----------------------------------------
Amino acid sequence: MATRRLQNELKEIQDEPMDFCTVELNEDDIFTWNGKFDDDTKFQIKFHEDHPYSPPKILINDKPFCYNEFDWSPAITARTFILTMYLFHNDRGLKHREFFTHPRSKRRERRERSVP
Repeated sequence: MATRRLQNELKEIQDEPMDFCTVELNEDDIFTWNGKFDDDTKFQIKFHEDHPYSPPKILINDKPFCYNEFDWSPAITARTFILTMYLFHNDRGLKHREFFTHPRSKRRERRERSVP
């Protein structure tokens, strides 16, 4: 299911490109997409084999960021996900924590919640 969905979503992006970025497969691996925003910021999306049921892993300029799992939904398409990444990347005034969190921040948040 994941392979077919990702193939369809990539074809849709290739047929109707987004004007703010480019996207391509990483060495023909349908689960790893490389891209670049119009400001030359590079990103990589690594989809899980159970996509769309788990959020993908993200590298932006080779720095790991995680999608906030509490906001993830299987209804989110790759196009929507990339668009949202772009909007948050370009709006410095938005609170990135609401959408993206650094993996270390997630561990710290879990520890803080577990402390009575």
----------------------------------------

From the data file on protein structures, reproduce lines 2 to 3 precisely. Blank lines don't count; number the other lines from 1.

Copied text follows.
Repeated sequence: MATRRLQNELKEIQDEPMDFCTVELNEDDIFTWNGKFDDDTKFQIKFHEDHPYSPPKILINDKPFCYNEFDWSPAITARTFILTMYLFHNDRGLKHREFFTHPRSKRRERRERSVP
């Protein structure tokens, strides 16, 4: 299911490109997409084999960021996900924590919640 969905979503992006970025497969691996925003910021999306049921892993300029799992939904398409990444990347005034969190921040948040 994941392979077919990702193939369809990539074809849709290739047929109707987004004007703010480019996207391509990483060495023909349908689960790893490389891209670049119009400001030359590079990103990589690594989809899980159970996509769309788990959020993908993200590298932006080779720095790991995680999608906030509490906001993830299987209804989110790759196009929507990339668009949202772009909007948050370009709006410095938005609170990135609401959408993206650094993996270390997630561990710290879990520890803080577990402390009575």